When I hear the word, "cleanse" used in conjunction with food, my mind conjures ugly pictures of enemas and colonoscopies. Not very appetizing, right? So when I heard about a new vegan restaurant in Oakley Square focusing on organic, locally-sourced ingredients meant to "cleanse" the body of toxins, I figured I wouldn't go out of my way to try it. But after my girlfriend and I had exhausted our list of nearby dinner ideas one recent weekend, we decided to suppress our meat-loving urges and give it a go.
Rooted Juicery + Kitchen is the brainchild of Cincinnati native Megan Tysoe, an idealistic Millennial who honed her business acumen and culinary skills at Georgetown University and the Natural Gourmet Institute. Her restaurant offers a full menu of healthy sandwiches, cold-pressed juices, wraps, salads, grain bowls, smoothies and desserts.
We stepped into the sleek, bright, white-washed space, which for many years had been the home of a bicycle shop. Renovations to the ample footprint must have cost a pretty penny. Glass-doored refrigeration units lined one wall, showcasing a colorful display of fresh juices, desserts and pre-packaged "grab-and-go" meals. The cold-pressed juice blends are prepared on site and sold in either 16-ounce bottles ($10+) or 2-ounce "power shot" sizes ($5). Free samples are available.
A chalkboard near the front counter highlighted specials, including an enticing vegan quesadilla made up of kale, sweet potato, black beans, caramelized onions and a cilantro avocado pesto/cashew cream drizzle ($9). The mere description had me salivating, so I looked no further.
My girlfriend eyed the butternut squash "mac & cheese" special that came in either a cup or bowl, so she opted for a cup ($4.50) to accompany her twelve-dollar Pesto Sandwich: basil pesto, macadamia nut ricotta, arugula, avocado, tomato, sprouts, balsamic vinegar and cashew dressing served on slices of very tasty-looking multi-grain bread.
To drink, we choose the alkalized, filtered water with lemon. Alkalized water is all the rage in health circles because the water's higher pH level and abundance of vitamins and minerals ostensibly protects against nasty acidity caused by stress, fatigue and exercise. Sure, okay.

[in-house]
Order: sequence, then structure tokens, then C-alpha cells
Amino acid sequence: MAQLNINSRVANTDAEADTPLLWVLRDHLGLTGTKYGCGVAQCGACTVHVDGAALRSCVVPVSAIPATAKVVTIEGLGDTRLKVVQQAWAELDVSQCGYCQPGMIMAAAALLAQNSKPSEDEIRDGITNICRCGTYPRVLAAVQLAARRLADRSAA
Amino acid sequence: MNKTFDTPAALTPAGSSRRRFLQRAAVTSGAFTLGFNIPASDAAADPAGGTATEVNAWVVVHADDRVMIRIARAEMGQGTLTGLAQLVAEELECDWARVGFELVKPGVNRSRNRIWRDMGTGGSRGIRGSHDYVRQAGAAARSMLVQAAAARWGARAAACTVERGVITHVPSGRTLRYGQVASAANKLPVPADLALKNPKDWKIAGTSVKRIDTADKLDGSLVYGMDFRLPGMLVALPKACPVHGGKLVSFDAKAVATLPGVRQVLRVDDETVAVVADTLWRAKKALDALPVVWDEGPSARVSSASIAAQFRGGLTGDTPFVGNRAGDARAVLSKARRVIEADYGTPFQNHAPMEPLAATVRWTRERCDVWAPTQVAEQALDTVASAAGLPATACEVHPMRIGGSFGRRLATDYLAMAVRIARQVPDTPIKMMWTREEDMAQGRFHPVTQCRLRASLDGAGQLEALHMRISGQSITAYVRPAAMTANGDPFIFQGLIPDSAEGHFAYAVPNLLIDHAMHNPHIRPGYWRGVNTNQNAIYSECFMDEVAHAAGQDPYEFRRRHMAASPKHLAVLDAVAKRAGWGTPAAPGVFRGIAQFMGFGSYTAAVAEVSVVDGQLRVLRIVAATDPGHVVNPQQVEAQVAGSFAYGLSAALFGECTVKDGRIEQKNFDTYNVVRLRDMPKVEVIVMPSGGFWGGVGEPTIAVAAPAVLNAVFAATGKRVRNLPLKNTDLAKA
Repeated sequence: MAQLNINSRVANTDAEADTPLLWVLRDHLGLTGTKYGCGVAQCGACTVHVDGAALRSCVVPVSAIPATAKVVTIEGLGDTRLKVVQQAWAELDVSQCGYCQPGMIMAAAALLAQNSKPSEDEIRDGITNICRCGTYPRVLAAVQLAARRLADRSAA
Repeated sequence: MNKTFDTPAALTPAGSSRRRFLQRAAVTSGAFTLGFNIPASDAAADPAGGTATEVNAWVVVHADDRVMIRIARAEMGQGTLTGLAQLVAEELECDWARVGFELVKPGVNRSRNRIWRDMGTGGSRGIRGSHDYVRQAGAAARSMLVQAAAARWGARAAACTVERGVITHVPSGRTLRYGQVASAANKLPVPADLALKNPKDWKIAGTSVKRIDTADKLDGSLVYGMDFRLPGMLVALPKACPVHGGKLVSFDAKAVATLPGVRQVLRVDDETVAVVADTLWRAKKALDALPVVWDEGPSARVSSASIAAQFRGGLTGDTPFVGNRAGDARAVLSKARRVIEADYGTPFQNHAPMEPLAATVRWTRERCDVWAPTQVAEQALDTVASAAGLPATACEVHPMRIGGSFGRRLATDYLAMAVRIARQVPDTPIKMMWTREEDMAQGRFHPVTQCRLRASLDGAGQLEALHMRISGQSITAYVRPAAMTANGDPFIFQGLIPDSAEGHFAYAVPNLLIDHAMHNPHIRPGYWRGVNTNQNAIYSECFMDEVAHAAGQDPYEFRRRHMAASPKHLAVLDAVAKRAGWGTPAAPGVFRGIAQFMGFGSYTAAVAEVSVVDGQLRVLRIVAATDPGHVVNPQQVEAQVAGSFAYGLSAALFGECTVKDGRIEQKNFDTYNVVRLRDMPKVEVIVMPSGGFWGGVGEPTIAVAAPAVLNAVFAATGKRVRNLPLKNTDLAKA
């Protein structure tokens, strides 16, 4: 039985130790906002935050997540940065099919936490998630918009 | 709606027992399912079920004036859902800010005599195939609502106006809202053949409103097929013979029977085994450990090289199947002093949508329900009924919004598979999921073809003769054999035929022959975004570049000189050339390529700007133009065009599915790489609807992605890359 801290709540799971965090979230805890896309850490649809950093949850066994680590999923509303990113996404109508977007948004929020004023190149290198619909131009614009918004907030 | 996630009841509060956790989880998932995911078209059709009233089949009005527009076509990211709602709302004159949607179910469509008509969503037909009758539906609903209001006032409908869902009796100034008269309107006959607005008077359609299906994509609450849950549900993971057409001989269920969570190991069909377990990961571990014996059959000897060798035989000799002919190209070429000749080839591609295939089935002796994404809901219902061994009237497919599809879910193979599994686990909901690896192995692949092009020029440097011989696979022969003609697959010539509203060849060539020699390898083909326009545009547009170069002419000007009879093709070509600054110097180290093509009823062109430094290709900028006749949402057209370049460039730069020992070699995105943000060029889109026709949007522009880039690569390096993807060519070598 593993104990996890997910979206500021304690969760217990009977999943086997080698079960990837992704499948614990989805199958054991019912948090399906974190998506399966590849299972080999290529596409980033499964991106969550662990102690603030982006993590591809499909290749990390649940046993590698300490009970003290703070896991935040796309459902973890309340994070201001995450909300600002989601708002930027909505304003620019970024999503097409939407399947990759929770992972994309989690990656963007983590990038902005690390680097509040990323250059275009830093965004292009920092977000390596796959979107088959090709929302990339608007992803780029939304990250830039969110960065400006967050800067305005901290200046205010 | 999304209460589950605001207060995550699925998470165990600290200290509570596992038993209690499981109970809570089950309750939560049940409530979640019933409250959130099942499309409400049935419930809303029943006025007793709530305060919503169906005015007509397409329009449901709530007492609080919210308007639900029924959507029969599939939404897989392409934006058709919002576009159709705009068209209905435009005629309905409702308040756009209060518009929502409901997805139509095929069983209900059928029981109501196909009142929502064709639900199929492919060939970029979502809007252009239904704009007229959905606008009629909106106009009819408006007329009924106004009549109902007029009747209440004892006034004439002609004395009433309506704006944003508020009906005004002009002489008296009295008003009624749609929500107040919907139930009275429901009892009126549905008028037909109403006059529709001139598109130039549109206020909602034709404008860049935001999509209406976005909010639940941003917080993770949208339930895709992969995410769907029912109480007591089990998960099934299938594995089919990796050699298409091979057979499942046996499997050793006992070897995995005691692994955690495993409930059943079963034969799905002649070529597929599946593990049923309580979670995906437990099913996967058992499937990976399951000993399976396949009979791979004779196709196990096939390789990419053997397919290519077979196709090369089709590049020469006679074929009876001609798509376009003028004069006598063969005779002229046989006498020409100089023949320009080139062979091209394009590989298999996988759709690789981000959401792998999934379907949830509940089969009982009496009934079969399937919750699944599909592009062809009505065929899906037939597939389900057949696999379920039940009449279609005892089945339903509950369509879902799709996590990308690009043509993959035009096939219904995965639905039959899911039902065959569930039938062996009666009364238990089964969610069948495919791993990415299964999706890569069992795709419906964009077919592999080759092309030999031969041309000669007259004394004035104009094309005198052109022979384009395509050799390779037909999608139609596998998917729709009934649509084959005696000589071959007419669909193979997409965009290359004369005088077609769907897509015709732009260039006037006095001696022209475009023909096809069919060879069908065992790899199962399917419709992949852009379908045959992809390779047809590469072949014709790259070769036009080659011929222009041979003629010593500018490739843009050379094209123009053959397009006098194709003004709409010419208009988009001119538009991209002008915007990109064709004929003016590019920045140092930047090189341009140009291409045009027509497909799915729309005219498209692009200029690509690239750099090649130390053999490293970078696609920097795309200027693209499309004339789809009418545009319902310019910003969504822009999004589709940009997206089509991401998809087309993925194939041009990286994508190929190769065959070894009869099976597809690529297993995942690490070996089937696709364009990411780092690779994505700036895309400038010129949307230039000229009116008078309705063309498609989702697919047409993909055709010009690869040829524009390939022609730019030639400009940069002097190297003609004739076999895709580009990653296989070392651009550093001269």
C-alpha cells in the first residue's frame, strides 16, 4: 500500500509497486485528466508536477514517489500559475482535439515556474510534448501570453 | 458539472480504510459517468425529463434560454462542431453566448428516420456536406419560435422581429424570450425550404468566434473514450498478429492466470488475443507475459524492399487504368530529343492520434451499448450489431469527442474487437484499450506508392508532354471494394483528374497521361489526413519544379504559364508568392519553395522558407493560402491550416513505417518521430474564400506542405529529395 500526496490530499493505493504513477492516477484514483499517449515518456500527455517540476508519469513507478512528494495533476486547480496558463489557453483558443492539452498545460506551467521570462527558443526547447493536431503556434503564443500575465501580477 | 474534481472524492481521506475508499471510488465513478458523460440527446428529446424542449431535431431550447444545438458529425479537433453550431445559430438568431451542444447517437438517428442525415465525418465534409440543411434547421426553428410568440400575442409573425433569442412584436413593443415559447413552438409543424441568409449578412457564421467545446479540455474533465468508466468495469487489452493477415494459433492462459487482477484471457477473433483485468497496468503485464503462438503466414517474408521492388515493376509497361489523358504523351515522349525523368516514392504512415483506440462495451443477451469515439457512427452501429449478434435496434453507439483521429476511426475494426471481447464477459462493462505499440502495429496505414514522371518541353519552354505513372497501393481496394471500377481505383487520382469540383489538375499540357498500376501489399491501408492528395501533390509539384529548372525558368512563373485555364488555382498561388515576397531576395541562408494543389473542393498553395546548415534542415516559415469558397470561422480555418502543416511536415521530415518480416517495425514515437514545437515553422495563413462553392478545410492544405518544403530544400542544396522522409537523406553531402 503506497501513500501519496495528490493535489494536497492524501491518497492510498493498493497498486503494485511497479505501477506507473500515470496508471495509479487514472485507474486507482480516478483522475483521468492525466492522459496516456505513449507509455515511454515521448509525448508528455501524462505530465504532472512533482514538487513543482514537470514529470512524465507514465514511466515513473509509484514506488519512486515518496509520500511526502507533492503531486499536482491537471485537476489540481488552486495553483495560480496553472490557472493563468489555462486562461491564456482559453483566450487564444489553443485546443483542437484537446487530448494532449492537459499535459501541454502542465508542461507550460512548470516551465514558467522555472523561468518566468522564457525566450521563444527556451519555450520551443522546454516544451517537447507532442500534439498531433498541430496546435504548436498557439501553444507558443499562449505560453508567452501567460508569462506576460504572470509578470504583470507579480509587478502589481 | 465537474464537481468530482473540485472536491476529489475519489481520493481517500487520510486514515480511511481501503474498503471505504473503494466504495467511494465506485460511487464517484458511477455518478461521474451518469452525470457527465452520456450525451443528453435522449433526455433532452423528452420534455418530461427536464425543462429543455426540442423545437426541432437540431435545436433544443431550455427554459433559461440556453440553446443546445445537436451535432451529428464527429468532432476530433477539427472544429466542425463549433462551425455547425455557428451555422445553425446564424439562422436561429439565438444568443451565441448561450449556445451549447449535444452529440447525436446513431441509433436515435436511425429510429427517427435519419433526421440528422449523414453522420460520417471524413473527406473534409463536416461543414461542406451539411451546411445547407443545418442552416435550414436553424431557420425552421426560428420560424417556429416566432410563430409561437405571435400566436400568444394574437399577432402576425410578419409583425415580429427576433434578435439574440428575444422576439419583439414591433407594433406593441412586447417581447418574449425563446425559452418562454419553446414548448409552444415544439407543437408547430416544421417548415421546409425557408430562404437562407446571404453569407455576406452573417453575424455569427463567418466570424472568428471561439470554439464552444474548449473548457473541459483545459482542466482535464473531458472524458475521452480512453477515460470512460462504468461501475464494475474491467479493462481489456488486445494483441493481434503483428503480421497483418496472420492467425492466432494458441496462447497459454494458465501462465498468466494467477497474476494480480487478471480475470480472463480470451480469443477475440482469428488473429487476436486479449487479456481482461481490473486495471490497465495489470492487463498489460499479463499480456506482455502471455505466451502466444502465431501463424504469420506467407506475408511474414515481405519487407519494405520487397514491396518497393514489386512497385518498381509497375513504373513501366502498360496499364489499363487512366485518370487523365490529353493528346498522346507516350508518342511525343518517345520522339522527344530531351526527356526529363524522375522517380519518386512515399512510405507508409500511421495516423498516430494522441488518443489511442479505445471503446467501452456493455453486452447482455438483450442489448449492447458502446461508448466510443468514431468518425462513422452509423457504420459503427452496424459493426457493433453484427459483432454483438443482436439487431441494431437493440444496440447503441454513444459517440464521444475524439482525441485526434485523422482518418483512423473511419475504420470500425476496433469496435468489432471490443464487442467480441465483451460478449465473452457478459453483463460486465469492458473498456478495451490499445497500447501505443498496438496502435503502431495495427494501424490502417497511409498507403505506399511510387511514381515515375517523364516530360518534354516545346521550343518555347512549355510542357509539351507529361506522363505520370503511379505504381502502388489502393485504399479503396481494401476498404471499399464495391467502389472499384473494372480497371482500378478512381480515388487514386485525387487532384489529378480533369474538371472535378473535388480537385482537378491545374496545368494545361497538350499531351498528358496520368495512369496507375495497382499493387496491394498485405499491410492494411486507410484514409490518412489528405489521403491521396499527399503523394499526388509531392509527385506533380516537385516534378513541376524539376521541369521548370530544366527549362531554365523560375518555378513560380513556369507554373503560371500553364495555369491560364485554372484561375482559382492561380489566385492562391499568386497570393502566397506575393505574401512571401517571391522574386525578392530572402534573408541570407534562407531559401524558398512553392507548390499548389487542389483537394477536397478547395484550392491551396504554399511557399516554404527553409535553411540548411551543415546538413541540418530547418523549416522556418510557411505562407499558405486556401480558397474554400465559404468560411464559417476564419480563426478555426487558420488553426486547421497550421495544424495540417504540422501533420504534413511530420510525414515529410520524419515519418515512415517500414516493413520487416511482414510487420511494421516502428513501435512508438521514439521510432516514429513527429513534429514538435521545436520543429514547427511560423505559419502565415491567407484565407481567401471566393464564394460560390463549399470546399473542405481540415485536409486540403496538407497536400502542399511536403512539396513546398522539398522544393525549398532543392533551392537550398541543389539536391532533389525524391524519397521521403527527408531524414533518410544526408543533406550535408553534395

Despite our reservations, most everything was quite delicious. It's pretty amazing what Rooted is able to do using no meat and no dairy. In fact, when we later reflected upon the tasty pesto sandwich and its side of bright, refreshing slaw, we realized the flavor had tricked our memories into believing we'd actually tasted ricotta cheese instead of something made from macadamia nuts.
My quesadilla was served warm, with a side of pico de gallo. The tortilla was toasty, the filling hearty and earthy, countered with the pleasing bite of the pesto and cashew cream. This entree should definitely remain on the regular menu.
The one disappointment was the butternut squash "mac & cheese," which tasted nothing at all like the conventional version. Instead, it imparted jarringly sweet, cinnamon notes. My girlfriend only ate a few bites of it, allowing me to finish it off. The more I ate it, the more I enjoyed it, as the texture was very much pasta-like and the dish became increasingly more savory as my olfactory nerves began to tire.
Afterward, we returned to the counter to examine a glass case of desserts. The sweets were all a bit pricey --a universal theme for Rooted-- but it didn't stop us from trying several morsels from their selection ($2-$4 each). Because the sweets lacked dairy and, in some cases, gluten, flavors were often intense and dense. The most memorable were the dark chocolate, almond butter cups and the satisfying "coconut bliss" candies.
As hardened carnivores, we are often dubious of vegetarian or vegan fare in Cincinnati. Restaurants like Rooted + Juicery and Loving Hut are proof that great tasting food doesn't have to come at the expense of an animal. All cynicism aside, we'll be "rooting" for Tysoe's ambitious juicery.